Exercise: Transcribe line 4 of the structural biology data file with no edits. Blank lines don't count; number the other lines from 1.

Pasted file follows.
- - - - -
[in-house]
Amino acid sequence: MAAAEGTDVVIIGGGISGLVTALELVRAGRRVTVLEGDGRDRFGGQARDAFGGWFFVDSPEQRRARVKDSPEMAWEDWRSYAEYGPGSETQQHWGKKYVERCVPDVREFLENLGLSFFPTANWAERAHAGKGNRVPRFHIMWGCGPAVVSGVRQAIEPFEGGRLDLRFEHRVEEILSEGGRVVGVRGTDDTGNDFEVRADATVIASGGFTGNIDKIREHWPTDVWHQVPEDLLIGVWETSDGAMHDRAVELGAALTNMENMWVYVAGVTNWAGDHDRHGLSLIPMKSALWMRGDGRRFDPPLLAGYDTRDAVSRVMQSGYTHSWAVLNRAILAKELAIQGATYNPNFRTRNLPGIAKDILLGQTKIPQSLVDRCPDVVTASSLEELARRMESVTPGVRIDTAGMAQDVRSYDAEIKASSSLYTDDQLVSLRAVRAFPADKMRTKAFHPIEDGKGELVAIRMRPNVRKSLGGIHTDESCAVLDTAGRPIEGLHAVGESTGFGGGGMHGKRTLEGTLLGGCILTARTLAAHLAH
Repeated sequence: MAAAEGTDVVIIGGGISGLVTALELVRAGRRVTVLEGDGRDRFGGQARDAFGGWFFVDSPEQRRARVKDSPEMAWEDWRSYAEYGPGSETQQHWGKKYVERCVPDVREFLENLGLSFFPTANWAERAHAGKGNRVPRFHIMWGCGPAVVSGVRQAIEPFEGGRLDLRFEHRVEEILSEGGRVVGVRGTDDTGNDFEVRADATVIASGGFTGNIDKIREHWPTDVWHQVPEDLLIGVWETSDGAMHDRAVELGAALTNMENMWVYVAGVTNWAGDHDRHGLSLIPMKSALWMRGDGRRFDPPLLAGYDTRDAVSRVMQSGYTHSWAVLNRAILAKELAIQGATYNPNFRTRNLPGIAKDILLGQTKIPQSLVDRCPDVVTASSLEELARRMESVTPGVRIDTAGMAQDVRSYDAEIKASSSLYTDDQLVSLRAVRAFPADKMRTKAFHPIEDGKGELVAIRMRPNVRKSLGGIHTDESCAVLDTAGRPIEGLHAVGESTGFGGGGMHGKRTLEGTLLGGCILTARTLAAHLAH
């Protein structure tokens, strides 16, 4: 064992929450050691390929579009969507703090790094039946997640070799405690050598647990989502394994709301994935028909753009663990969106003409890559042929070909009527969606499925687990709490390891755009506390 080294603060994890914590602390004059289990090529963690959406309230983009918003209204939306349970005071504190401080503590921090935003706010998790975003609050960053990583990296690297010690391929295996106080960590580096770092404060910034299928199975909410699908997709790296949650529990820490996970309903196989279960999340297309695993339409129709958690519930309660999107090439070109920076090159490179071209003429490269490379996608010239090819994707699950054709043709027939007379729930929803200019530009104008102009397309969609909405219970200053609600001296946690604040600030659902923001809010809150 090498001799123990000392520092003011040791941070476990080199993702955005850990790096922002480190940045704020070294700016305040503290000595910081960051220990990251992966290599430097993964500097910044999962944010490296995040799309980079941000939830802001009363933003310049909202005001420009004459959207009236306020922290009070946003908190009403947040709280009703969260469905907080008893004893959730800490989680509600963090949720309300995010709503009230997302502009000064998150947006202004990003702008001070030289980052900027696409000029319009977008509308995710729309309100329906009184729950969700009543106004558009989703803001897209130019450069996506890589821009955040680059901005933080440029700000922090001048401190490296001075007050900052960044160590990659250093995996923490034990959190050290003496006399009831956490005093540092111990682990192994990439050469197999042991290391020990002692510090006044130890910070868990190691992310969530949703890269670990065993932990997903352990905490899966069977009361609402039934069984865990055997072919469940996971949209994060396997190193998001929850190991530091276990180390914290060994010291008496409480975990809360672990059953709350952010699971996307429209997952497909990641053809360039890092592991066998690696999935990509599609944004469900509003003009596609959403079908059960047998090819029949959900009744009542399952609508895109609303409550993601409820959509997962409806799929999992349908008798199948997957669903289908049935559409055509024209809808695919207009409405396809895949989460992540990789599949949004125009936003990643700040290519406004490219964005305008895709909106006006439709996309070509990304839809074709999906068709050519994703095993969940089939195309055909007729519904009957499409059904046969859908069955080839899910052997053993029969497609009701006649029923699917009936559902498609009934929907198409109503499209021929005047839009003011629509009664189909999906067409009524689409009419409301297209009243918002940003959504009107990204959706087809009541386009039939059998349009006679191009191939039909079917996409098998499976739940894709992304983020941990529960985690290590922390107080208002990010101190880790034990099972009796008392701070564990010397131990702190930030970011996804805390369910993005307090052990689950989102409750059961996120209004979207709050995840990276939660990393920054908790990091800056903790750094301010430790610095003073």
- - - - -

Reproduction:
């Protein structure tokens, strides 16, 4: 064992929450050691390929579009969507703090790094039946997640070799405690050598647990989502394994709301994935028909753009663990969106003409890559042929070909009527969606499925687990709490390891755009506390 080294603060994890914590602390004059289990090529963690959406309230983009918003209204939306349970005071504190401080503590921090935003706010998790975003609050960053990583990296690297010690391929295996106080960590580096770092404060910034299928199975909410699908997709790296949650529990820490996970309903196989279960999340297309695993339409129709958690519930309660999107090439070109920076090159490179071209003429490269490379996608010239090819994707699950054709043709027939007379729930929803200019530009104008102009397309969609909405219970200053609600001296946690604040600030659902923001809010809150 090498001799123990000392520092003011040791941070476990080199993702955005850990790096922002480190940045704020070294700016305040503290000595910081960051220990990251992966290599430097993964500097910044999962944010490296995040799309980079941000939830802001009363933003310049909202005001420009004459959207009236306020922290009070946003908190009403947040709280009703969260469905907080008893004893959730800490989680509600963090949720309300995010709503009230997302502009000064998150947006202004990003702008001070030289980052900027696409000029319009977008509308995710729309309100329906009184729950969700009543106004558009989703803001897209130019450069996506890589821009955040680059901005933080440029700000922090001048401190490296001075007050900052960044160590990659250093995996923490034990959190050290003496006399009831956490005093540092111990682990192994990439050469197999042991290391020990002692510090006044130890910070868990190691992310969530949703890269670990065993932990997903352990905490899966069977009361609402039934069984865990055997072919469940996971949209994060396997190193998001929850190991530091276990180390914290060994010291008496409480975990809360672990059953709350952010699971996307429209997952497909990641053809360039890092592991066998690696999935990509599609944004469900509003003009596609959403079908059960047998090819029949959900009744009542399952609508895109609303409550993601409820959509997962409806799929999992349908008798199948997957669903289908049935559409055509024209809808695919207009409405396809895949989460992540990789599949949004125009936003990643700040290519406004490219964005305008895709909106006006439709996309070509990304839809074709999906068709050519994703095993969940089939195309055909007729519904009957499409059904046969859908069955080839899910052997053993029969497609009701006649029923699917009936559902498609009934929907198409109503499209021929005047839009003011629509009664189909999906067409009524689409009419409301297209009243918002940003959504009107990204959706087809009541386009039939059998349009006679191009191939039909079917996409098998499976739940894709992304983020941990529960985690290590922390107080208002990010101190880790034990099972009796008392701070564990010397131990702190930030970011996804805390369910993005307090052990689950989102409750059961996120209004979207709050995840990276939660990393920054908790990091800056903790750094301010430790610095003073």